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Ludwig Van
Toronto Montreal

SCRUTINY | Stellar Writing And Terrific Performances Give Tarragon Theatre A Giant Hit With ‘Yaga’

By Paula Citron on September 26, 2019

In her latest play, Yaga, Kat Sandler takes on the most famous and scary of Slavic folktale characters, and, in the process, has given Tarragon another giant hit.

Will Greenblatt, Seana McKenna and Claire Armstrong in Yaga
Will Greenblatt, Seana McKenna and Claire Armstrong are ‘simply superb’ in Yaga (Photo : Cylla von Tiedemann)

Tarragon Theatre/Yaga, written and directed by Kat Sandler, Tarragon Mainspace, Sept. 17 to Oct. 20. Tickets available at tarragontheatre.com.

Playwright/director Kat Sandler loves the macabre. She is also blessed with a bizarre imagination. A case in point is Sandler’s Mustard, which won the best play Dora in 2016. That inventive plot revolved around an imaginary friend who had stuck around into his host’s teenage years, and had to be rounded up by force. In her latest play, Yaga, Sandler takes on the most famous and scary of Slavic folktale characters, and, in the process, has given Tarragon another giant hit.

In a Sandler play, you laugh yourself silly at her snappy dialogue and wicked repartee. Her fast and furious pacing sweeps the audience up in a whirlwind of fascinating characters that leaves you breathless amid all the twists, turns and traumas of their lives. But don’t ever think that Sandler is all fun and games, because underneath the hilarity is a subtext filled with troubling questions and serious themes.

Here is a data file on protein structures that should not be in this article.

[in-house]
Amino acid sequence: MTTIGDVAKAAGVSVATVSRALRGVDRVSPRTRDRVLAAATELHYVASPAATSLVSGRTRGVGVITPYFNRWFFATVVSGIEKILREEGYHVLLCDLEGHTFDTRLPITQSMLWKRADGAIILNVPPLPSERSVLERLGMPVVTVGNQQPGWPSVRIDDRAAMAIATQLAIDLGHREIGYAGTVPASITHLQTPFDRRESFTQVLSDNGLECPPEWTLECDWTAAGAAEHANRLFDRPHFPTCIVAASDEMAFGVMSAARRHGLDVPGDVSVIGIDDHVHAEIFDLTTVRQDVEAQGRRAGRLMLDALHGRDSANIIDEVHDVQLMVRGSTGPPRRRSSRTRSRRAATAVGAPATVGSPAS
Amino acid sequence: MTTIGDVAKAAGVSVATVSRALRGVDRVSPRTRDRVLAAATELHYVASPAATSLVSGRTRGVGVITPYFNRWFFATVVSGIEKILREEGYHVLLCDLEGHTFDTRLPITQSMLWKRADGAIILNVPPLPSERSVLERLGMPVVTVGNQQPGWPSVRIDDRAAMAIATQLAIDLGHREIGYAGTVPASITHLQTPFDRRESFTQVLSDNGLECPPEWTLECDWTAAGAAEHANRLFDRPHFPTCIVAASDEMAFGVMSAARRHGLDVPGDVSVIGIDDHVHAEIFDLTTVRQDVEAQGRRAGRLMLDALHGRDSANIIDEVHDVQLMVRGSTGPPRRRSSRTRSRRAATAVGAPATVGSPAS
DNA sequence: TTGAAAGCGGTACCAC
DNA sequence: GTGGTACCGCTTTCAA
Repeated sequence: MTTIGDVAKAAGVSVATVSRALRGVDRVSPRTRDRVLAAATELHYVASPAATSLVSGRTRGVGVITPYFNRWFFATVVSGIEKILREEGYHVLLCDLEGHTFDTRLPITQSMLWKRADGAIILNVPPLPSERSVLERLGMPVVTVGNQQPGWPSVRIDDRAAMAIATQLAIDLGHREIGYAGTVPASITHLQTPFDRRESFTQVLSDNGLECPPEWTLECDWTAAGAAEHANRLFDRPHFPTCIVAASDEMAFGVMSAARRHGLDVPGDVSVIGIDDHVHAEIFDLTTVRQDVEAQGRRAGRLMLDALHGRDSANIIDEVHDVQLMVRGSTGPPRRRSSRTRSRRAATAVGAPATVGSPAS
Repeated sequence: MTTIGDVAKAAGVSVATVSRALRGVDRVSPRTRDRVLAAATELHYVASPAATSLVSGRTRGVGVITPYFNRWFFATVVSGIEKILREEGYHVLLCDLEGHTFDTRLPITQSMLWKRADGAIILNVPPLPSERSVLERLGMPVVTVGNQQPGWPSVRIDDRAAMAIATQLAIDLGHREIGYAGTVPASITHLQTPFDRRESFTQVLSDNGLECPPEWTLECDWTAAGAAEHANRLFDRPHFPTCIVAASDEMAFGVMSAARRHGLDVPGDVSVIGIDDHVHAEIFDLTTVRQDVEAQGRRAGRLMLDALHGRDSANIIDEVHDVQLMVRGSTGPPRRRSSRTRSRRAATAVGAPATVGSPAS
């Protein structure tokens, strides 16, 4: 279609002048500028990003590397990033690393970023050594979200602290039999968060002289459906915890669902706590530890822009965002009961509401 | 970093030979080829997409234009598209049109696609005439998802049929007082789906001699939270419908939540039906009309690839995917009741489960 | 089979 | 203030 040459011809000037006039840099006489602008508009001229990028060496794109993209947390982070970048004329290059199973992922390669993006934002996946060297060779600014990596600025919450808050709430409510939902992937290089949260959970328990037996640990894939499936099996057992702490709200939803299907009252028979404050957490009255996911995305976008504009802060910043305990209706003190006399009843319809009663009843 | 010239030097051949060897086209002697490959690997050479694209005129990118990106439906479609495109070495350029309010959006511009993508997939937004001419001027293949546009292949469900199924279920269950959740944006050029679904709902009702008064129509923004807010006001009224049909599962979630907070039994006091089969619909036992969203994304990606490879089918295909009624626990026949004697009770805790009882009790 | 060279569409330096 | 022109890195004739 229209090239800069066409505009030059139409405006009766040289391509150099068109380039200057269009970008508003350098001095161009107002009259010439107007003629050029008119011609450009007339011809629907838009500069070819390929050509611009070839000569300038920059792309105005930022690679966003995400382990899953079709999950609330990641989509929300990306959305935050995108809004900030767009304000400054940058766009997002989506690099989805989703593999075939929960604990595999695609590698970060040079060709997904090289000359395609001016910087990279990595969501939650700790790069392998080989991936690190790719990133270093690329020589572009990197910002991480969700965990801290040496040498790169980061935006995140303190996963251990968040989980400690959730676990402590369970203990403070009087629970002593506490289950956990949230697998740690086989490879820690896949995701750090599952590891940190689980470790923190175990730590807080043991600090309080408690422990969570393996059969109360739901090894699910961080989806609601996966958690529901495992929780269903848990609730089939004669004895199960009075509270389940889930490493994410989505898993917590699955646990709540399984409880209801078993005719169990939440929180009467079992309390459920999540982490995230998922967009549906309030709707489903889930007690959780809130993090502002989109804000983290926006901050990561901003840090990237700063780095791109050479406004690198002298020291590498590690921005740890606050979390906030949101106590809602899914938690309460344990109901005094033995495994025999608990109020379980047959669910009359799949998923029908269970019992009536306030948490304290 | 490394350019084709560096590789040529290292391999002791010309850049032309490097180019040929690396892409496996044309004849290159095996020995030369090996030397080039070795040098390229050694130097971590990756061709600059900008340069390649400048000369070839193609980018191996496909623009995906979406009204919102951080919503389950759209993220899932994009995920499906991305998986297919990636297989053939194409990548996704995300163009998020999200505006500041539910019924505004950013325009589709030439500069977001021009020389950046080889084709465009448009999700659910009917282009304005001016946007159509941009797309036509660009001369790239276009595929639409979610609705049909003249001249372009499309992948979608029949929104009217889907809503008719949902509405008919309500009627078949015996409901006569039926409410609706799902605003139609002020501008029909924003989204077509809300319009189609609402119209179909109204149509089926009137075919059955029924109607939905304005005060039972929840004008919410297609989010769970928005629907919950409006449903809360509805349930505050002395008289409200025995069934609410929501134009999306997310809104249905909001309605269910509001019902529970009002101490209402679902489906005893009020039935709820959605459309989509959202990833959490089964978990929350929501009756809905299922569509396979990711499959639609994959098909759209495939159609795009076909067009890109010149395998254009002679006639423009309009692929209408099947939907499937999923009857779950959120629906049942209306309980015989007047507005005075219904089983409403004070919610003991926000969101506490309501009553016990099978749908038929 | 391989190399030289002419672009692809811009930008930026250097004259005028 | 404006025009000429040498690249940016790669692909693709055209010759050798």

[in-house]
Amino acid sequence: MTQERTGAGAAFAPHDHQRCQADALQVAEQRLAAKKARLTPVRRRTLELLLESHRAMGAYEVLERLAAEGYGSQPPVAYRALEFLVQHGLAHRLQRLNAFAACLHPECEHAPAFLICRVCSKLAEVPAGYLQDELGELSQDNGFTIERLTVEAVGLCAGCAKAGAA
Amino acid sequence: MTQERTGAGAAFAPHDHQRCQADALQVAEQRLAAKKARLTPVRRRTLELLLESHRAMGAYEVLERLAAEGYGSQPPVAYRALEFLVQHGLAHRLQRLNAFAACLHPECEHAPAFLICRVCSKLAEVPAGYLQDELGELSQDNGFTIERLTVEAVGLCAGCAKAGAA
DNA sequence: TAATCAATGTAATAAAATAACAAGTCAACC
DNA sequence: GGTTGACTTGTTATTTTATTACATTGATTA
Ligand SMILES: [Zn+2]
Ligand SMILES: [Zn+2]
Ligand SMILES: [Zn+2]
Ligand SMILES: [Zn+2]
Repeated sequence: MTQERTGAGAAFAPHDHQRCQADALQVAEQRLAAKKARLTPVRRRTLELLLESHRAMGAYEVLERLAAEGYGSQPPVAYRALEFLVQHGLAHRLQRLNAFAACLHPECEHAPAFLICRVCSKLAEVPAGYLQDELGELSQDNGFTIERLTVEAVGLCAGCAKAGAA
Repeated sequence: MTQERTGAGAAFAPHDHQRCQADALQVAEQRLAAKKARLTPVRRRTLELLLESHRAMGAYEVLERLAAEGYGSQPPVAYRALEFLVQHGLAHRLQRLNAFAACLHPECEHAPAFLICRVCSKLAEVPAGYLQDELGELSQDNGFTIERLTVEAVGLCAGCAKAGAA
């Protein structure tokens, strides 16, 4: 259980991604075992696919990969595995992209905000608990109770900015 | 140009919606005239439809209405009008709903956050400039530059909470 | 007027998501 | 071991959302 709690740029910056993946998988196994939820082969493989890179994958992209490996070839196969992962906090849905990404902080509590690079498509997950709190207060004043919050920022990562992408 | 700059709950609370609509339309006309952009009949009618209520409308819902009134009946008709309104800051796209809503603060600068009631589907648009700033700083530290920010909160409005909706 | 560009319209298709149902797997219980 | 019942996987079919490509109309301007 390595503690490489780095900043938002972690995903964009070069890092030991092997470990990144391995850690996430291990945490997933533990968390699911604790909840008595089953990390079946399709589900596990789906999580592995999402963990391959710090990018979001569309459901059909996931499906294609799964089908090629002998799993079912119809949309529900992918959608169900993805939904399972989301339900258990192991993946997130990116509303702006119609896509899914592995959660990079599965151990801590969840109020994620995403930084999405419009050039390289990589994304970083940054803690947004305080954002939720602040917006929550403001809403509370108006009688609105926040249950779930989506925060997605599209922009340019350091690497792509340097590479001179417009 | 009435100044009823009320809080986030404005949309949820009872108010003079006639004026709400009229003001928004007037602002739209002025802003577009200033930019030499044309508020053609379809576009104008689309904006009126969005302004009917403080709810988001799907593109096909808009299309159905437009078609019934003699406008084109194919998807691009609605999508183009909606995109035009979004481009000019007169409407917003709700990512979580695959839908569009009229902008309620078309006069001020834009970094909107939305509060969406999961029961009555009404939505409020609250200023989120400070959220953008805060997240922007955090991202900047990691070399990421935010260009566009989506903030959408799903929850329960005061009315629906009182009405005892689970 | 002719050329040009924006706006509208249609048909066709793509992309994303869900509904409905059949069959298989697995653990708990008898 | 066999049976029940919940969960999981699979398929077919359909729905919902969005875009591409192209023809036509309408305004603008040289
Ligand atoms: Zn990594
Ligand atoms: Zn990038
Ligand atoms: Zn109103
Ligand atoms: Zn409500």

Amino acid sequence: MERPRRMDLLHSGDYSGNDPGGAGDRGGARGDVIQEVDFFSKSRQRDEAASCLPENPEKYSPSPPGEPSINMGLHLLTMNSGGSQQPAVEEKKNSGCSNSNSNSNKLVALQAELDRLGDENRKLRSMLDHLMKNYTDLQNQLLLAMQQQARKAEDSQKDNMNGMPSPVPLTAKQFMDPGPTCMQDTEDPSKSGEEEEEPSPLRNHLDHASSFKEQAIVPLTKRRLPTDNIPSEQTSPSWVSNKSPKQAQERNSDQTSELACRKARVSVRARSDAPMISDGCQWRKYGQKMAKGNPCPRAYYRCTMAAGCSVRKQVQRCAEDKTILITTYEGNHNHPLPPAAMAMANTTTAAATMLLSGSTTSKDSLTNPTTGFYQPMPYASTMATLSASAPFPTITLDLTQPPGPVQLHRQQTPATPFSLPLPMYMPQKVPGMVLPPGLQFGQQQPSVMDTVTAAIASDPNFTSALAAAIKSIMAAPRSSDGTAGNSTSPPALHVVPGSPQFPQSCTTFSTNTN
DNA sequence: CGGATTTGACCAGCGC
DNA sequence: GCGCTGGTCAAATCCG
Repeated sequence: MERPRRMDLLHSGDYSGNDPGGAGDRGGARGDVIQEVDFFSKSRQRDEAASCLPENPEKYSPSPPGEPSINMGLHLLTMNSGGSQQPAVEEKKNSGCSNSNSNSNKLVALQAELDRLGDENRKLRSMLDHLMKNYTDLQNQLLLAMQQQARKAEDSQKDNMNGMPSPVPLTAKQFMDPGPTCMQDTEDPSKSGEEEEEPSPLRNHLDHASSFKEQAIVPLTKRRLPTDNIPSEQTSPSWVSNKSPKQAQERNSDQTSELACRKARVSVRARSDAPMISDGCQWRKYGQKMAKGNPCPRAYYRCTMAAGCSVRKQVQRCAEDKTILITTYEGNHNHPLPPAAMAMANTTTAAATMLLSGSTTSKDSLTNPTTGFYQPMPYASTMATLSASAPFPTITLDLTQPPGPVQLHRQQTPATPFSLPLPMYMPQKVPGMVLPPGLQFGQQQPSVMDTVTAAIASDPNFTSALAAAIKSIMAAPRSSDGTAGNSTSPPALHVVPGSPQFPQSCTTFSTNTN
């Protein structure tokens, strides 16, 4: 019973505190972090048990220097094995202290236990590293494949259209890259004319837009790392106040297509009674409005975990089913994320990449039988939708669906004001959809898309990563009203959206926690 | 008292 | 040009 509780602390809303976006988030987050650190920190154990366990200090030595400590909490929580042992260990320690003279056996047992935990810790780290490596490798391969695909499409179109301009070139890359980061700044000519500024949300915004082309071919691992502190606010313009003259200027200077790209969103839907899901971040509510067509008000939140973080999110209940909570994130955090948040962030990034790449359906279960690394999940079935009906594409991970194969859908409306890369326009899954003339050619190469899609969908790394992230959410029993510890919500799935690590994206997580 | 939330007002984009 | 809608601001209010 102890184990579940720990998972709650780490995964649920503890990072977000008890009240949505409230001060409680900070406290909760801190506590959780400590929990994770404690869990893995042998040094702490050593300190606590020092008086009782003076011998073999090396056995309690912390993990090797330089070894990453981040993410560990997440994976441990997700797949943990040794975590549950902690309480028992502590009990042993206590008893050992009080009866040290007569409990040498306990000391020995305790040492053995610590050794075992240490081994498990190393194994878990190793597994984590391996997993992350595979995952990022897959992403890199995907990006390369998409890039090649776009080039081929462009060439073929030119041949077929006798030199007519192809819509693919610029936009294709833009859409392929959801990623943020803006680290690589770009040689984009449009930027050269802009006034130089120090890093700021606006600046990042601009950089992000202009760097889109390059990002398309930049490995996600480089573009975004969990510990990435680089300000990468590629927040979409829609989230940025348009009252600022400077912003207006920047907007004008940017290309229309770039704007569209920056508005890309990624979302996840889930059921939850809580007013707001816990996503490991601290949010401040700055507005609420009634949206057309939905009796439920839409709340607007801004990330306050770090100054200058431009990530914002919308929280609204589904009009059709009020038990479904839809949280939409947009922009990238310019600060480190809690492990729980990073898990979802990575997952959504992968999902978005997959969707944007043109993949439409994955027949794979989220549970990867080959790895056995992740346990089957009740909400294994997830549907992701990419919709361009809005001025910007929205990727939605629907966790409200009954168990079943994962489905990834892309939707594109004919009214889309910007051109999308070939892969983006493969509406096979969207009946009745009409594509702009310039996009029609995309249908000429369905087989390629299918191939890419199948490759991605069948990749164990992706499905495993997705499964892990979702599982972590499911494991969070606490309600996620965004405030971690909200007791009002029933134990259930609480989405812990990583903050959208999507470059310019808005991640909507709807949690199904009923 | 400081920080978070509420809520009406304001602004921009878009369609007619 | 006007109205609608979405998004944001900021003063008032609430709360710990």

There are three parallel plotlines going on in Yaga that crisscross each other. In the first, replete with Russian accent, a sardonic Baba Yaga (the great Seana McKenna) talks about the myths that have grown up around her, in particular, and the treatment of witches through the ages in general. The second looks at a joint task force, so to speak, between Carson, a police detective (Claire Armstrong) and Rapp, a private detective (Will Greenblatt) as they search for Henry, a missing college student. The third follows the missing Henry (also Greenblatt) during the days leading up to his disappearance. McKenna and Armstrong perform a parade of female characters who intersect with Henry’s life, as well as figuring in the criminal investigation.

Seana McKenna in Yaga
Seana McKenna in Yaga (Photo : Cylla von Tiedemann)

And one more teaser about Sandler’s story focus. Henry is obsessed about searching out the real people behind mythological killers, like Dracula being based on Vlad the Impaler. In this case, he thinks he has found a record of a thirteenth century witch who could be the source of the Baba Yaga stories. To reveal anything more would be a giant spoiler.